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Understanding current UK mortgage rates

It’s been a turbulent few months for the UK housing market and recent political turmoil in the country has contributed to a sentiment of uncertainty about the highs and lows of current mortgage rates.

On the 3rd of November the Bank of England raised interest rates from 2.25% to 3.0%, with the 0.75 percentage point increase marking the eighth rise since December 2021 when the Bank rate stood at just 0.1%. This essentially puts the Bank rate at its highest level since November 2008, but it is worth noting that the last 10 years have seen historically low rates of borrowing. Bloomberg Economics forecasts another rise by 50 basis points in December and 25 basis points in February 2023, peaking at 4.25% in May. The central bank is only expected to start reversing direction in the second quarter of 2024 when inflation is forecast to drop below 2%.

Confusion and uncertainty regarding UK mortgage rates is entirely understandable after the last two months, so we’ve compiled a list of FAQs and answers to help you understand the current state of the market.

Are mortgage rates really going up or down?

Fixed mortgage interest rates have eased slightly over the past month after rising in response to the mini-budget in September earlier this year. It now looks like the base rate may peak around 4% before falling again. As for fixed rates which have fallen from their previous highs, a five-year fixed rate is currently set around 5-5.5% while the Bank of England’s next rate decision, in mid-December, will determine home-loan costs for the rest of the year and into 2023.

Will mortgage rates keep falling?

Increases aren’t unusual and expected hikes in the Bank of England’s standard lending rate in the months ahead must be considered. Mortgage costs tend to reflect the central bank’s rate and the Bank is expected to keep raising its benchmark rate to bring inflation under control — up to a 4.25% peak from 3% now, according to Bloomberg Economics. While it is likely that variable rates are set to rise, further increases in the base rate have already been priced into the fixed rates we're seeing, so a plateauing or slight easing of fixed rates is expected.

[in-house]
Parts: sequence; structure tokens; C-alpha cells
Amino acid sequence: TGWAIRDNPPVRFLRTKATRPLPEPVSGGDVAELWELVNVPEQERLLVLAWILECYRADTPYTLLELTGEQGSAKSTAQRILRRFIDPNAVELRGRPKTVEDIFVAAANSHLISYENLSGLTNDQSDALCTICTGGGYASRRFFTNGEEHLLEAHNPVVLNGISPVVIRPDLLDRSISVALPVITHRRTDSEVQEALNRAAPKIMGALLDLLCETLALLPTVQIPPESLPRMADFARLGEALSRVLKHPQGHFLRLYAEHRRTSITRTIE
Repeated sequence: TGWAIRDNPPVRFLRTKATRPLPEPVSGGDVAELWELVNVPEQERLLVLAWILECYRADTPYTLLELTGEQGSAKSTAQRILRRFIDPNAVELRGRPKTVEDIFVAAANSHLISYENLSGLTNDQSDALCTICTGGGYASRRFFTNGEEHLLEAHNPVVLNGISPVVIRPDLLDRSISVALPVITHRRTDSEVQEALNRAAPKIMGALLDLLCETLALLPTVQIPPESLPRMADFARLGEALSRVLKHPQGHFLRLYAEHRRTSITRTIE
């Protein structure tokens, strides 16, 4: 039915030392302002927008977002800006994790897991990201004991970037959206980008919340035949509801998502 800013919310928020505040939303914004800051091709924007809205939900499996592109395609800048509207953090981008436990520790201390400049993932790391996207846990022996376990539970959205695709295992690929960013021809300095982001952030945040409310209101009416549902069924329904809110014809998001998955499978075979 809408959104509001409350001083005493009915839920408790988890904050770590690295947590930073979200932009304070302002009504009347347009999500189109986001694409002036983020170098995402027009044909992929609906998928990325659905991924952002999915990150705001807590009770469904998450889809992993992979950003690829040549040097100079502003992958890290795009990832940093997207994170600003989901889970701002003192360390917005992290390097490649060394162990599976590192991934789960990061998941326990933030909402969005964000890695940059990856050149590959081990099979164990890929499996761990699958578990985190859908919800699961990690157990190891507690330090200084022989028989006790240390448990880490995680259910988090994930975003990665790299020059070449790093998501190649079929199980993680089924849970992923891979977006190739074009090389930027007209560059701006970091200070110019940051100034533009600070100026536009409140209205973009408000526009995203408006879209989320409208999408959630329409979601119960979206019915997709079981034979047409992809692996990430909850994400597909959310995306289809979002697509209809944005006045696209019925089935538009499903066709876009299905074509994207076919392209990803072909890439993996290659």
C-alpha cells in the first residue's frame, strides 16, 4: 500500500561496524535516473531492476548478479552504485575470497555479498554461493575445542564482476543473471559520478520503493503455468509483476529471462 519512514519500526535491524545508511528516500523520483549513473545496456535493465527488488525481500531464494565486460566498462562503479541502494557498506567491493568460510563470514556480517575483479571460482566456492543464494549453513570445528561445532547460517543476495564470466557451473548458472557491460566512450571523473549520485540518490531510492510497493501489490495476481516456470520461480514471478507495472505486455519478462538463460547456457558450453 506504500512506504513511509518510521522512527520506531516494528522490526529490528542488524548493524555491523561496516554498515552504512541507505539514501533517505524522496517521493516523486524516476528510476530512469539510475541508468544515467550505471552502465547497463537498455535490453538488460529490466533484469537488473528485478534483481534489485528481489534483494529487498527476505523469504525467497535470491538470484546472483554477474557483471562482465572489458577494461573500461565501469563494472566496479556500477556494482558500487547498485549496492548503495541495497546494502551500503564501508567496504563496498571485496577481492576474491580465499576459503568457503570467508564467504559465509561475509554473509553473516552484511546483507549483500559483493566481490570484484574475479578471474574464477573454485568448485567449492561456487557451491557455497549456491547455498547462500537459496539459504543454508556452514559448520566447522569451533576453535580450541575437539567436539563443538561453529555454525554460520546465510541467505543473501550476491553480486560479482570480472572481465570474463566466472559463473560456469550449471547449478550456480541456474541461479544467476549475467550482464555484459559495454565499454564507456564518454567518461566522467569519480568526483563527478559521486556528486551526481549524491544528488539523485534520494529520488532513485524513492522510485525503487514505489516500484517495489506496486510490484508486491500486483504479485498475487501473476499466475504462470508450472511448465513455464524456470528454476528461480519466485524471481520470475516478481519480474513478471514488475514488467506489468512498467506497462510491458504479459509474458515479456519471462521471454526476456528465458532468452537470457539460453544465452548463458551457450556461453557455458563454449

What are “normal mortgage rates after the last few years of uncertainty?

After years of interest rates closer to zero, homeowners may need to get used to a new ‘normal’ as the ultra-low interest rates of recent years start to vanish with averages closer to 5%. This also spills over into other parts of the market, and there has been a noticeable associated rise in rents to offset increased monthly mortgage repayments.

What are mortgage rates predicted to look like in 2023?

Borrowing costs are set to stay close to 5% until at least the first quarter of 2023, according to the Office for Budget Responsibility. Bank of England Governor Andrew Bailey believes that fixed-term mortgage rates don’t necessarily need to go up in direct response to base-rate hikes, but lenders are likely to reflect rate decisions and expectations when setting their mortgage costs. That said, lenders are also showing more flexibility, removing early repayment charges and tie-in periods so that people can switch from variable rates to fixed rates down the line, and vice-versa without the usual fees.

As always, you should ensure that you contact a professional as you explore and navigate your mortgage and property opportunities in the UK market. Contact Tailor My Property today and connect with our excellent network of financial and property experts today.


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